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Twitter Suspended Far Fewer Terrorist Accounts in First Half of 2017
The number is declining because policing efforts are improving, company says.
Twitter suspended 300,000 accounts for promoting terrorism during the sixth-month period ending June 30, 2017, a 20 percent drop compared to the previous six-month period, the company said in a blog post Tuesday.
The reduction in the number of removed terrorist accounts come as social media firms such as Twitter and Facebook have come under intense pressure to crack down on terrorist use of the internet to recruit followers and promote violence. On Wednesday, world leaders will convene a meeting on the sidelines of the United Nations General Assembly to discuss terrorist use of the internet and push tech firms to be more aggressive in removing terrorist accounts from their platforms.
After a bomb exploded aboard a London commuter train on Friday, President Donald Trump renewed his call for going after terrorists’ use of the internet. “Loser terrorists must be dealt with in a much tougher manner,” he tweeted Friday. “The internet is their main recruitment tool which we must cut off & use better!”
The Islamic State claimed responsibility for the bombing, which injured 30 people.
By producing slick high-definition propaganda videos, sometimes featuring gruesome violence, the Islamic State has revolutionized the way terror groups communicate directly with their followers. The group has inspired and helped plot attacks in the West by communicating with their followers through a variety of online platforms.
Twitter said the reduction in the number of banned terrorist accounts comes as the company has stepped up its efforts to find and block terrorist content. The company said 95 percent of suspended accounts were removed as a result of its “internal efforts to combat this content with proprietary tools,” up from 74 percent during the previous six-month period.
Social media and terrorism researchers have argued that Twitter’s attempts to remove terrorist content from its platform has frequently resembled a whack-a-mole effort. When one account is banned, users simply create a new one, circumventing the company’s initiatives to police the platform.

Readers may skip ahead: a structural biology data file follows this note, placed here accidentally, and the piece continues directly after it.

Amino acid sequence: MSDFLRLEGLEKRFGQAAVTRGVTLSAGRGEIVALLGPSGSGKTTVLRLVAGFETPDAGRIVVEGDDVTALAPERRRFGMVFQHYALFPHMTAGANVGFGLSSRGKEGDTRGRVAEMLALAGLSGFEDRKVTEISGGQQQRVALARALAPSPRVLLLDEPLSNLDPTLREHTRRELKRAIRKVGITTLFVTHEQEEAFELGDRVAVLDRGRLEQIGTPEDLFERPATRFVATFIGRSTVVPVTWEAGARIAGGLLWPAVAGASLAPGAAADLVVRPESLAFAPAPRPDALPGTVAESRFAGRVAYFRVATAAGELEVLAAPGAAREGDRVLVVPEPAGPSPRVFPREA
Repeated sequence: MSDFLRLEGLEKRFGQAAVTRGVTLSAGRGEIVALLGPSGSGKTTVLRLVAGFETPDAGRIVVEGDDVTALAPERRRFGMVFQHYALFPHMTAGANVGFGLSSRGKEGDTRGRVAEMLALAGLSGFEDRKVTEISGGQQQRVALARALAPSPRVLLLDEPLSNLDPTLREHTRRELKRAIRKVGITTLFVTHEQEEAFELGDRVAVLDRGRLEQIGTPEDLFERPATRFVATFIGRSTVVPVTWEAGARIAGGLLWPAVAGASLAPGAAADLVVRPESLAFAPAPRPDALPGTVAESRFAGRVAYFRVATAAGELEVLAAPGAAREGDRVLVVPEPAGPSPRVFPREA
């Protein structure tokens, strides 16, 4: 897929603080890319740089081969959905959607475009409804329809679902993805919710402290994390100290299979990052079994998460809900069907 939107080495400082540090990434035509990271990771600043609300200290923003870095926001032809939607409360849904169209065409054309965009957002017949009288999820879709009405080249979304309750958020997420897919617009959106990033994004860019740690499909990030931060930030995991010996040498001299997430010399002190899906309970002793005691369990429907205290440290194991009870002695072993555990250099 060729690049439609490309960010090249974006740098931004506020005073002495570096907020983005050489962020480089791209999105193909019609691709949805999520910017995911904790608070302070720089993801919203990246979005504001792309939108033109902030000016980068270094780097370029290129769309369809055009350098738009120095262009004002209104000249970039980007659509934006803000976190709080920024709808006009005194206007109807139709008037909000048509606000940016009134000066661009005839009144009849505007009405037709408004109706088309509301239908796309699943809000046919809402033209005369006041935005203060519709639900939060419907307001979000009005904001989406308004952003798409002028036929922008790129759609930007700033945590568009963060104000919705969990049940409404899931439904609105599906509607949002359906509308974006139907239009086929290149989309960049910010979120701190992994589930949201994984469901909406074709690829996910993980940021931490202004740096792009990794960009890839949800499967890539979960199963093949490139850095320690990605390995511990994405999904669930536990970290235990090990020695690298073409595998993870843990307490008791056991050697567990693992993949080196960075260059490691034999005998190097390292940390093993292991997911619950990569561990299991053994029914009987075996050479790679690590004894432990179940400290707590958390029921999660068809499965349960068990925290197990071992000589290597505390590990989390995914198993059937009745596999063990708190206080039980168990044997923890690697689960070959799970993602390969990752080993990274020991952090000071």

Twitter said it has made some progress in blocking those suspended from creating new accounts. In the first six months of 2017, 75 percent of of the 299,649 accounts suspended for promoting terrorism were blocked before ever posting a tweet.
In total, Twitter said it has removed 935,897 accounts for promoting terrorism between Aug.1, 2015 and and June 30, 2017.
Social media researchers say Twitter’s effort to crack down have paid dividends in removing terrorist content and undermining propaganda efforts. According to J.M. Berger, a social media researcher and a fellow at the International Centre for Counter-Terrorism think tank, the average age of a Twitter account promoting Islamic State content was one day as of early 2017.
“While it is no doubt possible for Twitter and Facebook to continue to improve the suppression of ISIS on their platforms, and they have to stay alert to new tactics, they are at a point of diminishing returns, in which they would have to invest a lot of time and technology to achieve what would be pretty incremental improvements,” Berger said.
But groups such as the Islamic State continue to use the internet to recruit and proselytize.
As mainstream sites such as Twitter and Facebook have taken aggressive action to remove terrorist content from the internet, the Islamic State has shifted the dissemination of its propaganda to invitation-only forums on the encrypted messenger platform Telegram, according to Michael Smith, a terrorism researcher who has tracked the group’s online presence.
Those messages are then broadcast to Twitter and Facebook by the group’s followers, serving as an amplification device for material posted on forums far from the reach of American authorities, Smith said.
American tech firms, Smith argues, still aren’t doing enough to “effectively deter the uses of their technologies to undermine the national security of the U.S. and our closest allies.”
FAYEZ NURELDINE/AFP/Getty Images